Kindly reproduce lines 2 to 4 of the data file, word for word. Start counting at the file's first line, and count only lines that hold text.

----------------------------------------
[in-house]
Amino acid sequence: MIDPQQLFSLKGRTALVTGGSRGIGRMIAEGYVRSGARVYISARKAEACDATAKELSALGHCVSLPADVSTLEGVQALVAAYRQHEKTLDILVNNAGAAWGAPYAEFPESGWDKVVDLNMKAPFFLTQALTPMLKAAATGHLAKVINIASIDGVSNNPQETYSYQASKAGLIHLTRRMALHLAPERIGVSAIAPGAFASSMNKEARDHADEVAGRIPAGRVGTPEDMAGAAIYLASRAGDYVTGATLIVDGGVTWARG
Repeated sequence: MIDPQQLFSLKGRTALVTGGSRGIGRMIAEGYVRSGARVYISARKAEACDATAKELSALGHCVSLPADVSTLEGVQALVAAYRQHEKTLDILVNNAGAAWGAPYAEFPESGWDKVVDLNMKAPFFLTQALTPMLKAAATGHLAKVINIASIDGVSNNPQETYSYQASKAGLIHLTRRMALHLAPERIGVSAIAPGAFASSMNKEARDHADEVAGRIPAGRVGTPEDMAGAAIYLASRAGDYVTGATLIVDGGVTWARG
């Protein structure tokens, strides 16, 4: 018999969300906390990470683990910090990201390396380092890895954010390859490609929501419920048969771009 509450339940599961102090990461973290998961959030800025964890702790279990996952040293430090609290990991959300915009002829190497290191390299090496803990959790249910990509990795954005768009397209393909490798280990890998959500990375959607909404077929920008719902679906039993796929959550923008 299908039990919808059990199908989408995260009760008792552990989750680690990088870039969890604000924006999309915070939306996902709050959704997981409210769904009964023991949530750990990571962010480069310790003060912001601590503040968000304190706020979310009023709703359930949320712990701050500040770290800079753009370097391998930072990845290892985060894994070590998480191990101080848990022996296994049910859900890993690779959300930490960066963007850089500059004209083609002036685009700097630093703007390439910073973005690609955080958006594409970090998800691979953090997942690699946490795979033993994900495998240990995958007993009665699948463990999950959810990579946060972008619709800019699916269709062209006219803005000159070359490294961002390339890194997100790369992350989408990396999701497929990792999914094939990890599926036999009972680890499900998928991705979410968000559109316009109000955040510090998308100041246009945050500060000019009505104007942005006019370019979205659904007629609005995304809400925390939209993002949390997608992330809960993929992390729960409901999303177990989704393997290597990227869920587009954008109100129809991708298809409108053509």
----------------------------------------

Amino acid sequence: MIDPQQLFSLKGRTALVTGGSRGIGRMIAEGYVRSGARVYISARKAEACDATAKELSALGHCVSLPADVSTLEGVQALVAAYRQHEKTLDILVNNAGAAWGAPYAEFPESGWDKVVDLNMKAPFFLTQALTPMLKAAATGHLAKVINIASIDGVSNNPQETYSYQASKAGLIHLTRRMALHLAPERIGVSAIAPGAFASSMNKEARDHADEVAGRIPAGRVGTPEDMAGAAIYLASRAGDYVTGATLIVDGGVTWARG
Repeated sequence: MIDPQQLFSLKGRTALVTGGSRGIGRMIAEGYVRSGARVYISARKAEACDATAKELSALGHCVSLPADVSTLEGVQALVAAYRQHEKTLDILVNNAGAAWGAPYAEFPESGWDKVVDLNMKAPFFLTQALTPMLKAAATGHLAKVINIASIDGVSNNPQETYSYQASKAGLIHLTRRMALHLAPERIGVSAIAPGAFASSMNKEARDHADEVAGRIPAGRVGTPEDMAGAAIYLASRAGDYVTGATLIVDGGVTWARG
């Protein structure tokens, strides 16, 4: 018999969300906390990470683990910090990201390396380092890895954010390859490609929501419920048969771009 509450339940599961102090990461973290998961959030800025964890702790279990996952040293430090609290990991959300915009002829190497290191390299090496803990959790249910990509990795954005768009397209393909490798280990890998959500990375959607909404077929920008719902679906039993796929959550923008 299908039990919808059990199908989408995260009760008792552990989750680690990088870039969890604000924006999309915070939306996902709050959704997981409210769904009964023991949530750990990571962010480069310790003060912001601590503040968000304190706020979310009023709703359930949320712990701050500040770290800079753009370097391998930072990845290892985060894994070590998480191990101080848990022996296994049910859900890993690779959300930490960066963007850089500059004209083609002036685009700097630093703007390439910073973005690609955080958006594409970090998800691979953090997942690699946490795979033993994900495998240990995958007993009665699948463990999950959810990579946060972008619709800019699916269709062209006219803005000159070359490294961002390339890194997100790369992350989408990396999701497929990792999914094939990890599926036999009972680890499900998928991705979410968000559109316009109000955040510090998308100041246009945050500060000019009505104007942005006019370019979205659904007629609005995304809400925390939209993002949390997608992330809960993929992390729960409901999303177990989704393997290597990227869920587009954008109100129809991708298809409108053509």